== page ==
It’s Spring Foraging Season! Here’s 5 wild plants to hunt for, and some delicious ways to make them into dinner.

It’s Spring Foraging Season! Here’s 5 wild plants to hunt for, and some delicious ways to make them into dinner.

Spring is a beautiful season for the longer days, the joyous flowers, and the foods that nature so bountifully provides. After a long chilly winter there’s nothing more delightful than heading out into the wild to hunt for delicious (and *free*) plants, herbs, and fruits. Thanks, Mother Nature! 


April is the season to hunt for fresh new greens and herbs to give your meals a seasonal flavour bomb. It's also a great time to make sure you’re well-equipped with equipment to keep you and your pals comfy and practical. Below you'll find a short list of sustainable, eco-friendly products we stock at Prior, to give your foraging adventure a little lift.

These beautiful foraging and lunch bags from Bristol-brand BRIC are the perfect thing to collect your findings in. In an array of different colours and styles, sizes and options, they’re the perfect thing to tuck away berries and leaves in. 

This picnic rug from The Tartan Blanket Company has a waterproof backing, meaning it’s ideal for whipping out and taking on foraging adventures. Lightweight, washable, and (importantly), beautiful. What more could you look for in a rug?

It’s important to stay hydrated whilst on your nature trips. These reusable water bottles from Kept are durable and the perfect size to take out and about. 

This maker’s balm from eco-brand Old Faithful is the perfect thing for calming working hands - or popping on any patch of skin that needs a little love. Ideal for hardworking foraging hands, and made from all natural products, it’s an ideal pick-me-up after a trip into nature. 

Staying Safe

And just one last thing - before the foraging commences, it’s important to equip yourself with information to keep both you, and the foraging stocks, safe when collecting your plants. Have a peek at the responsible foraging guidelines as written by the Woodland Trust, to make sure you’re staying in the green, and the green stays safe, too.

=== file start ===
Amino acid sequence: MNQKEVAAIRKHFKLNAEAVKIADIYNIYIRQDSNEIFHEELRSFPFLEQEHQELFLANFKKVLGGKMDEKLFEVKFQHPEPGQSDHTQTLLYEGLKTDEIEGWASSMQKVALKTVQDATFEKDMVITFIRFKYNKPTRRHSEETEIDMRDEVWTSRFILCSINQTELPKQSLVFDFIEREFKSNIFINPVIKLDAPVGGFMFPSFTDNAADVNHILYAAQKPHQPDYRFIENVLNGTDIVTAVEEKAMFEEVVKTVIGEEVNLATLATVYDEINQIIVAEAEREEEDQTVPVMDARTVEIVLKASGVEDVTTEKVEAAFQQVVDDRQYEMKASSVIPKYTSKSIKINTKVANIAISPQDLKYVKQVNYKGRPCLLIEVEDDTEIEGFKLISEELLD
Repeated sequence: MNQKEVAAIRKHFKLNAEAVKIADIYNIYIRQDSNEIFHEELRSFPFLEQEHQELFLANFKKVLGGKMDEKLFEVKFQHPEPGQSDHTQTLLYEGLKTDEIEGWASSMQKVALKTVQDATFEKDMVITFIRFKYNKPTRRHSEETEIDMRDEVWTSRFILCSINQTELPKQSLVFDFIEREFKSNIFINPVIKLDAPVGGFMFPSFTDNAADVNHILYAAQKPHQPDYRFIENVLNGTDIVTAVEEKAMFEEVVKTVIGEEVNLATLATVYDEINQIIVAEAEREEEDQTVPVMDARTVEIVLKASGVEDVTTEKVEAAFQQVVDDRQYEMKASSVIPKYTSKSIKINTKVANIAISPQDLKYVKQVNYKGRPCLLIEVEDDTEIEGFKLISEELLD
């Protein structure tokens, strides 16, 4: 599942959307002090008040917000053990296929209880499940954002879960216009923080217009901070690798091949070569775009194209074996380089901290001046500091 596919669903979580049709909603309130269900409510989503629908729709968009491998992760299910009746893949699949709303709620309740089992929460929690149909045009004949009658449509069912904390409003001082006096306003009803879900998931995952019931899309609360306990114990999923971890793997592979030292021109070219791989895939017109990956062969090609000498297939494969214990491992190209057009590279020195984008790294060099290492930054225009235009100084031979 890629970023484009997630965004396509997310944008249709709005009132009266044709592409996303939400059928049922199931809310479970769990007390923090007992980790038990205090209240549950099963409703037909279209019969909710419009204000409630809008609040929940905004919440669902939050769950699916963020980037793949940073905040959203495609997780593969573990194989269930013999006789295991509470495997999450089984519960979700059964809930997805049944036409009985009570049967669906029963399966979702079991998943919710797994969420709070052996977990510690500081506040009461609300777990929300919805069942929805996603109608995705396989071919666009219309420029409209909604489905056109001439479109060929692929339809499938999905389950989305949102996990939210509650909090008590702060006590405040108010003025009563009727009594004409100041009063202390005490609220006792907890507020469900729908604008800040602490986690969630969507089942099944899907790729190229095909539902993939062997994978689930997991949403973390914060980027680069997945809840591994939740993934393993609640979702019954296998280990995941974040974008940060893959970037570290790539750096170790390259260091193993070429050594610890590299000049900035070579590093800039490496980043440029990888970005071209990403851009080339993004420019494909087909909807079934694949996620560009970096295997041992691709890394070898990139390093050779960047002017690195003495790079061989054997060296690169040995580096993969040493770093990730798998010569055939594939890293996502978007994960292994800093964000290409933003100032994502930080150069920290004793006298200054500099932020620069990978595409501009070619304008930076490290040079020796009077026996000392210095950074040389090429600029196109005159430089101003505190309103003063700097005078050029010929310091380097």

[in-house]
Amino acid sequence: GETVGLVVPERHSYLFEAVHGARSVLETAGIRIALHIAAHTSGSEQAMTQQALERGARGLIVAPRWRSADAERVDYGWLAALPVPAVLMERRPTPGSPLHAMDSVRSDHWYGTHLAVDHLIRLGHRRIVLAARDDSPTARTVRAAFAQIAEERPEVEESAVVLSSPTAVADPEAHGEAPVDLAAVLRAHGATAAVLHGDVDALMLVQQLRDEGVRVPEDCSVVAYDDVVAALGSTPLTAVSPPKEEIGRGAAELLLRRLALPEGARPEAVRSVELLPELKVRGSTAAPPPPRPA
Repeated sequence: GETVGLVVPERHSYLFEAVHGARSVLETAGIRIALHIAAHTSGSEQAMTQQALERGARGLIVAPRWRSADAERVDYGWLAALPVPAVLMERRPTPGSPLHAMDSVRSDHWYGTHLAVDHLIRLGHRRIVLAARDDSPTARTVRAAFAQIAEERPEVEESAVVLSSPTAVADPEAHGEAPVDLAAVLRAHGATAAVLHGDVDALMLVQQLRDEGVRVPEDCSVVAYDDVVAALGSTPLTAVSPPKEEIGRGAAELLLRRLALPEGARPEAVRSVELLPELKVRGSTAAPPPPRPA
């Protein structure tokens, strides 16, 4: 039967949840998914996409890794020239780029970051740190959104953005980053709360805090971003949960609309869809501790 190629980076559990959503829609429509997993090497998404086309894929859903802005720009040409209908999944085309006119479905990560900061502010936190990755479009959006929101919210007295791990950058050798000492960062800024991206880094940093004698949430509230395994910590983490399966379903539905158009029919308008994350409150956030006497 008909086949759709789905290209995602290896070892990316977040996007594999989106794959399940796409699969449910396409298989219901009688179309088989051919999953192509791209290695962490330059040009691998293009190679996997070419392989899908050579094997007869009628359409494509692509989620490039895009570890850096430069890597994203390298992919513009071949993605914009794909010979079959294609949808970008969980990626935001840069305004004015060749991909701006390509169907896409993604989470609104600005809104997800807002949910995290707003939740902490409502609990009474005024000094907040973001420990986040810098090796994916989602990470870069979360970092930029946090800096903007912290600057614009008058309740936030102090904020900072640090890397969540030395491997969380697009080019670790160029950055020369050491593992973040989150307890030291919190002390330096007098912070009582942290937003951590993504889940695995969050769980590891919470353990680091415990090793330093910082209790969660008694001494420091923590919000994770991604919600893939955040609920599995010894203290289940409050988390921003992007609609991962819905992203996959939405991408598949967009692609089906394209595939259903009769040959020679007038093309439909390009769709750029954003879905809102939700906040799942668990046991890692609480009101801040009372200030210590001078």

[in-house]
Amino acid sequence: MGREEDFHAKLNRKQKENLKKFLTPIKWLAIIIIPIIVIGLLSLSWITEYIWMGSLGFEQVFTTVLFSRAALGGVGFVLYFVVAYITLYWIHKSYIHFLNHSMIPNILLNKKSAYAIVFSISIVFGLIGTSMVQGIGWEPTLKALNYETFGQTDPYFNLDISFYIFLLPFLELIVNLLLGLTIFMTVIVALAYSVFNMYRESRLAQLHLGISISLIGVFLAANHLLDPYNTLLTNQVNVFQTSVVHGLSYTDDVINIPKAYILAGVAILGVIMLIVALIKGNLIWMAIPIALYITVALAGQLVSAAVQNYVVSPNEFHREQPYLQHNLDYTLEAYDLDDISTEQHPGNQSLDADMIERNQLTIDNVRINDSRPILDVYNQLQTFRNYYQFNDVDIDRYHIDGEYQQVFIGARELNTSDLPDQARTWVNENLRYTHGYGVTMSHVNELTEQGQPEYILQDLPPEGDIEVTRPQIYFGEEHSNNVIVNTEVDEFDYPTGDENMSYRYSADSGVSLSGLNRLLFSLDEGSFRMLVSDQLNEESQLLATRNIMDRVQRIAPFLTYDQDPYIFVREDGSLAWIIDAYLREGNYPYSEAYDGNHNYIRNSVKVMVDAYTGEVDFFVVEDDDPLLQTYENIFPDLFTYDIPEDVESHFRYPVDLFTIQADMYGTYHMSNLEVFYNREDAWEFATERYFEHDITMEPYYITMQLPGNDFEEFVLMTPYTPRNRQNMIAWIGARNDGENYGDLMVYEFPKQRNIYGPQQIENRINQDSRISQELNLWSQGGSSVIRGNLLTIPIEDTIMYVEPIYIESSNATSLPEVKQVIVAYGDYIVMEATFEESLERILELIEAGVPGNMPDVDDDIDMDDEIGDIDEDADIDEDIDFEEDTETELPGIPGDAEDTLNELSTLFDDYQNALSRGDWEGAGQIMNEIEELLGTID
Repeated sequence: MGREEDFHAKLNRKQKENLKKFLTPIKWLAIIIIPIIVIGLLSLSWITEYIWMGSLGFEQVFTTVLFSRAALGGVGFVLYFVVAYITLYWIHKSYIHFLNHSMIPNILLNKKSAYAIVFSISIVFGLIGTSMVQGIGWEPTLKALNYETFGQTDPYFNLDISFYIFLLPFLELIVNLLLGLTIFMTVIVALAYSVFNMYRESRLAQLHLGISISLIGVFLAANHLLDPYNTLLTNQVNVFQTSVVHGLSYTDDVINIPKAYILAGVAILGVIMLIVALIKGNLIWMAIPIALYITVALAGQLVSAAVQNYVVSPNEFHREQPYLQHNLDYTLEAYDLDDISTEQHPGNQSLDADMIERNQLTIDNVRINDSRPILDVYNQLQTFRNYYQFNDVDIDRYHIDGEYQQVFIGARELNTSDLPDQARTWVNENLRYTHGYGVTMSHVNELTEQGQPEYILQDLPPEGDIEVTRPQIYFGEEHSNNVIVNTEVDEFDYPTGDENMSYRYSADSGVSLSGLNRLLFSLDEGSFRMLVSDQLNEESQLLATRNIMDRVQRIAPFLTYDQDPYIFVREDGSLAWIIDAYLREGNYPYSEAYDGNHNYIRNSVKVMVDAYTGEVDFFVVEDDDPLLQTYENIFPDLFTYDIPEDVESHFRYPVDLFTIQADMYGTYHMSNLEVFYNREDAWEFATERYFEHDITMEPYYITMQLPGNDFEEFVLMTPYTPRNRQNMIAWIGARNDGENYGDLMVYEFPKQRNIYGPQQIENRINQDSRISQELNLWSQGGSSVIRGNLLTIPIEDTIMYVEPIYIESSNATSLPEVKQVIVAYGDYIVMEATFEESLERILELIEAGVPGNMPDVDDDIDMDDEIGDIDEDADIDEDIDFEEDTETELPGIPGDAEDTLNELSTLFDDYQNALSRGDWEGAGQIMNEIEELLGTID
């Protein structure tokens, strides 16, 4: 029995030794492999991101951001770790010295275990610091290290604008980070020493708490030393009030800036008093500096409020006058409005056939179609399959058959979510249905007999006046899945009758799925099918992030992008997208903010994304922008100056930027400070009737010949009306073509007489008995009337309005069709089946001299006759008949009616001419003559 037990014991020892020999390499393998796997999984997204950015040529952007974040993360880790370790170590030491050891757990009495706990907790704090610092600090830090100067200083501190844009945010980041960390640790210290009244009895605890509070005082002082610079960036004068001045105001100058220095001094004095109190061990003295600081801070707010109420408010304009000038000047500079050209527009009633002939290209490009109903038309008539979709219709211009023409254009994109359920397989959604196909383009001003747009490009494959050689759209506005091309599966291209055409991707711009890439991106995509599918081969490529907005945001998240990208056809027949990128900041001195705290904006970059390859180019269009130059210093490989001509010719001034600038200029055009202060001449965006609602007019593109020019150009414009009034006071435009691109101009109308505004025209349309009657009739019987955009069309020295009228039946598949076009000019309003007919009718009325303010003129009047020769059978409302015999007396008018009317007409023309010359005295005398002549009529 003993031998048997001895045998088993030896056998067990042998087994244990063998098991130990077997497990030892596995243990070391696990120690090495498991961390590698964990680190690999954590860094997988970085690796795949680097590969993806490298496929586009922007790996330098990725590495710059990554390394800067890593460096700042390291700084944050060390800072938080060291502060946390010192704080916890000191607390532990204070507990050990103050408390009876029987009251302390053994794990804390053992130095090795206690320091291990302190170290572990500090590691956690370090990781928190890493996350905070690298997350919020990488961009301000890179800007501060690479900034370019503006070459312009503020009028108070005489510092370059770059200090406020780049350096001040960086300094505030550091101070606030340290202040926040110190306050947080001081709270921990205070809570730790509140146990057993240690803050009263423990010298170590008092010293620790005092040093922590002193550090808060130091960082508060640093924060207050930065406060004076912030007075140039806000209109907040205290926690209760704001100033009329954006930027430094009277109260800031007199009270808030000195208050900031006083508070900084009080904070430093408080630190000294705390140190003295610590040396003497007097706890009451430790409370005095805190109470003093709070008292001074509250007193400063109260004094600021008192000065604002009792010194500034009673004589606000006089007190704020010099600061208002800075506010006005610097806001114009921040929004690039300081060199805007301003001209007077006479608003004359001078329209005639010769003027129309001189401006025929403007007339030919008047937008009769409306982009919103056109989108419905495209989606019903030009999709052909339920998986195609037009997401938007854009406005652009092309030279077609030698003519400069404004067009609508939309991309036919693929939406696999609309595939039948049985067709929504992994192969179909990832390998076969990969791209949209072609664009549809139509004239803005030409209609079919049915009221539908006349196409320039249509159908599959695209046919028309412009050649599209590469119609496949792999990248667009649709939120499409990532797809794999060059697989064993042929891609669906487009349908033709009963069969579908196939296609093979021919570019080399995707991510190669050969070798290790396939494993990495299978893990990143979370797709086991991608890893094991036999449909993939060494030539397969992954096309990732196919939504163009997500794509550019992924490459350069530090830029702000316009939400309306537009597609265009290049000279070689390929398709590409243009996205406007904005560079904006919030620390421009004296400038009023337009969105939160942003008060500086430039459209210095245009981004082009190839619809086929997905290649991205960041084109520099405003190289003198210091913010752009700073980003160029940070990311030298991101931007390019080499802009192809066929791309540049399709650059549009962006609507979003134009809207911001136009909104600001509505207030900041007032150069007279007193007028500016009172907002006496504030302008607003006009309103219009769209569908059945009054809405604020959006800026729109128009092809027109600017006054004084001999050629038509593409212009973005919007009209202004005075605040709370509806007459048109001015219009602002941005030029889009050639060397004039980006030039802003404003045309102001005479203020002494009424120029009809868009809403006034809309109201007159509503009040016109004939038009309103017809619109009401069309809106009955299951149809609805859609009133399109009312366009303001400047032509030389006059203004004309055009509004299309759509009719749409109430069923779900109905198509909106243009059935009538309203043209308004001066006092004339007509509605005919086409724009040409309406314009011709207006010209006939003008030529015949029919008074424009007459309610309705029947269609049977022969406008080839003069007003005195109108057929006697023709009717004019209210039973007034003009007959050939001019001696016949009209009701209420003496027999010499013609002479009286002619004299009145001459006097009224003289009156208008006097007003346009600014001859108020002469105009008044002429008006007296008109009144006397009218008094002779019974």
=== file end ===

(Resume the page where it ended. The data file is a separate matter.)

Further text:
Without further ado, here’s 5 easily-identifiable edible plants to keep an eye out for this spring:


Also known as horse parsley, every part of the plant is edible - but the delicious stem, flowers and leaf tips are the best bits. Often compared to angelica or parsley, there are myriad ways to bring out it’s best side: steam, boil, season, butter, or do as the Swiss do, and deep fry the flowers! Flowers and leaves can be eaten raw and added to salads or as a garnish to soups. 

Where and what to look for: widespread in coastal regions in the South of England - along cliff tops and hedges. The first flower buds appear in late March and April - so perfect for foraging now! 

Bramble leaves 

Bramble, normally associated with their autumnal fruit bounty of blackberries, is a bit of a dark horse in that the leaves are edible too! The delicious foliage is packed with antioxidants and vitamin C and have been used and loved for their medicinal properties - they’re astringents, meaning they have a drying and tightening effect. 

How to use: to treat mouth ulcers, and sore throats, you can make a delicious fruity wild tea with a few fresh or dried leaves. Infuse in hot water for 5 minutes, and sweeten with honey or agave to encourage its consumption. 

Where and what to look for: bramble is considered an aggregate of hundreds of different microspecies, but they are simple to identify. Look for long, rambling, thorny, reddish-green stems. The young, green, tender leaves are perfect for picking in April.